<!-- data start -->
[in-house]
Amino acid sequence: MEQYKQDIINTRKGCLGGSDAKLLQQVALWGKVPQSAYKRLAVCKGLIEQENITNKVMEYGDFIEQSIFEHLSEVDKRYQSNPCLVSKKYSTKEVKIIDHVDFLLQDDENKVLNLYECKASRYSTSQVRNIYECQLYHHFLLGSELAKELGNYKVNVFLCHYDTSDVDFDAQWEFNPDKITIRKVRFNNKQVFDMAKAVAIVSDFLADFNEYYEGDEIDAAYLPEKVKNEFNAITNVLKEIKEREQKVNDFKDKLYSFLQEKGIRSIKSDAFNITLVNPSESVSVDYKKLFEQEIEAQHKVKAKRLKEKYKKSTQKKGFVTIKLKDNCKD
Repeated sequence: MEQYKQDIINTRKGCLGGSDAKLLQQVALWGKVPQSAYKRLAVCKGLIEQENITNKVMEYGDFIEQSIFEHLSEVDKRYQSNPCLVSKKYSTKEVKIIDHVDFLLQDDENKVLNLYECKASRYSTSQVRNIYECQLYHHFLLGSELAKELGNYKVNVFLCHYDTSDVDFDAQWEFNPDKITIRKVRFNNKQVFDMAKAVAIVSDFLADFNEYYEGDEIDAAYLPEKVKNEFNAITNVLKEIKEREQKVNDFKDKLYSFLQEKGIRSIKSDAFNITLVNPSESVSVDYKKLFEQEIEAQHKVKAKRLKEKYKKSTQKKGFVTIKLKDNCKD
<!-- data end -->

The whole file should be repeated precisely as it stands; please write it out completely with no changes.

[in-house]
Amino acid sequence: MEQYKQDIINTRKGCLGGSDAKLLQQVALWGKVPQSAYKRLAVCKGLIEQENITNKVMEYGDFIEQSIFEHLSEVDKRYQSNPCLVSKKYSTKEVKIIDHVDFLLQDDENKVLNLYECKASRYSTSQVRNIYECQLYHHFLLGSELAKELGNYKVNVFLCHYDTSDVDFDAQWEFNPDKITIRKVRFNNKQVFDMAKAVAIVSDFLADFNEYYEGDEIDAAYLPEKVKNEFNAITNVLKEIKEREQKVNDFKDKLYSFLQEKGIRSIKSDAFNITLVNPSESVSVDYKKLFEQEIEAQHKVKAKRLKEKYKKSTQKKGFVTIKLKDNCKD
Repeated sequence: MEQYKQDIINTRKGCLGGSDAKLLQQVALWGKVPQSAYKRLAVCKGLIEQENITNKVMEYGDFIEQSIFEHLSEVDKRYQSNPCLVSKKYSTKEVKIIDHVDFLLQDDENKVLNLYECKASRYSTSQVRNIYECQLYHHFLLGSELAKELGNYKVNVFLCHYDTSDVDFDAQWEFNPDKITIRKVRFNNKQVFDMAKAVAIVSDFLADFNEYYEGDEIDAAYLPEKVKNEFNAITNVLKEIKEREQKVNDFKDKLYSFLQEKGIRSIKSDAFNITLVNPSESVSVDYKKLFEQEIEAQHKVKAKRLKEKYKKSTQKKGFVTIKLKDNCKD